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Let $I$ be a graded ideal in a polynomial ring $R$, which is generated minimally by $x_1,...,x_k$. Then the power of $I$, i.e $I^t$ is generated by monomials of the form $x_{1}^{a_1}...x_{n}^{a_{n}}$ where $a_1+...+a_n=t$. Denote this set by $S$.

Can we say anything (others than above)about the minimal generating set of $I^{t}$? Is it $S$ ?

Given a minimal generating set for a graded ideal in a graded commutative ring, from these how much do we know about the minimal generating set for the power of it?

Edit : Here is an example for precising my question :

In the polynomial ring $k[x,y,z]$ let $I=(x^2, xy^3, y^2z^3)$, then $I^2=(x^4, x^2y^6, y^4z^6, x^3y^3, xy^5z^3, x^2y^2z^3)$

Is $\lbrace x^4, x^2y^6, y^4z^6, x^3y^3, xy^5z^3, x^2y^2z^3\rbrace$ a minimal generating set for $I^2$ ?

Update There are some typing mistake that I have not noticed. I have change my question. This time, the generating set of $I$ is minimal. So what can we say about the generating set for $I^2$ above ? Is it minimal? Thank you everyone for helping me answer my question!

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I think you don't mean $I : I^t$, since that is always $R$. (Note $I^t \subseteq I$). Perhaps you mean $I^t : I$? –  Karl Schwede Oct 9 '12 at 4:30
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In your example, you do not need $x^6y^2$ because you have $x^4$. Can you see a pattern in this, at least for monomial ideals? –  Mariano Suárez-Alvarez Oct 9 '12 at 5:45
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Let $I$ be a graded ideal of a graded commutative ring $A$. Let $R=A/I^t$. Then the minimal generating set for (the image of) $I^t$ in $R$ is empty. –  Richard Stanley Oct 9 '12 at 13:21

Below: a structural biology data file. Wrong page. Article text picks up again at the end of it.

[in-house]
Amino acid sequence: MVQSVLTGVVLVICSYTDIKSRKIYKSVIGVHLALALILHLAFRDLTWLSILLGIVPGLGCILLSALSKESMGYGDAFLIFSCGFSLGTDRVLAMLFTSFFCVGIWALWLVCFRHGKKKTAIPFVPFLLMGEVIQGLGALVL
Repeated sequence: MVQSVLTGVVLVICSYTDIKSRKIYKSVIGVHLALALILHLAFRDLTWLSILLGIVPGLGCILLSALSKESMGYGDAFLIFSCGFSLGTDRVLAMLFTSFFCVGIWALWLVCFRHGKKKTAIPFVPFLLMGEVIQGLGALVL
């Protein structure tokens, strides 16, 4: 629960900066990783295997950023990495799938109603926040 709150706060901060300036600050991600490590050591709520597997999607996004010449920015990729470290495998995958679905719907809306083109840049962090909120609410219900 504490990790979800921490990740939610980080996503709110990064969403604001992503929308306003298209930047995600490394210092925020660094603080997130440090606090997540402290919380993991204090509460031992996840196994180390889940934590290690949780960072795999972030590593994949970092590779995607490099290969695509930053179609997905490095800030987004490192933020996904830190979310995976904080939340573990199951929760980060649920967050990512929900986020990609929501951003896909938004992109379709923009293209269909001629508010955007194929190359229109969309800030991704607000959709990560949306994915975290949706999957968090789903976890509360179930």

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Richard's example suggests that you cannot deduce the minimal generating set of $I^t$ from the generators of $I$ without knowing more about your ring. –  S. Carnahan Oct 11 '12 at 8:56
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Still more typos x^3y^5z^3. Keep at it until it is right. Gerhard "If At First You Mistype..." Paseman, 2012.10.11 –  Gerhard Paseman Oct 12 '12 at 1:30
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1 Answer 1

up vote 4 down vote accepted

I have to admire your persistence, perhaps you really want an answer (-:

In general, the answer to your first question (second paragraph) is NO, it is not $S$, even for monomial ideals in a polynomial rings. Take the ideal $I$ generated by $x_1 = a^4b, x_2=b^4a, x_3=a^3b^3$. Then $x_3^2$ is not a minimal generator for $I^2$ since it is divisible by $x_1x_2$.

One particular case when the answer is YES is when the $x_1,\cdots, x_n$ form a regular sequence.

For specific examples, it may be worth learning some program such as Macaulay 2. In your specific example $S$ is the minimal generating set for $I^2$, provided that you fix the fifth entry as Gerhard pointed out.

For a monomials ideal one can also visualize the minimal generators as the points on the convex hull of the set of degrees of the ideal.

As my first example shows, one can not make very good statement about a specific power of $I$. However, asymptotically we can say quite a bit:

The minimal number of generators of $I^n$ for $n>>0$ is a polynomial in $n$. The degree of this polynomial is called the analytic spread of $I$ (geometrically it is one more than the dimension of the exceptional fibre of the blow-up).

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Dear Hailong Dao, firstly I want to say thank for your answer, it helps me alot. Secondly, I do not care about the fact that the question may let people think I am stupid, I just want to know the answer and how to think about it, it is more worthy for me. About your answer, can I ask(may be another stupid one) a question : If $x_1,..x_n$ minimally generate a graded ideal $I$, and they form a regular sequence, then S is the minimal generating set ? –  Knot Oct 13 '12 at 15:24
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The answer is yes. In Bruns-Herzog, I think somewhere in the first couple sections of chapter 1, there's a theorem (or perhaps an exercise? a student has my book at the moment) that says that if an ideal $I$ is generated by a regular sequence of length $n$, then the graded ring associated to $I$ is graded-isomorphic to the polynomial ring over $R/I$ in $n$ variables. The $t$th graded piece is then essentially the free module over $R/I$ with generators the image of the set $S$. The result follows. –  Neil Epstein Oct 14 '12 at 16:56
    
@Neil Epstein : What will happen if I is a monomial ideal ? –  Knot Oct 15 '12 at 13:43
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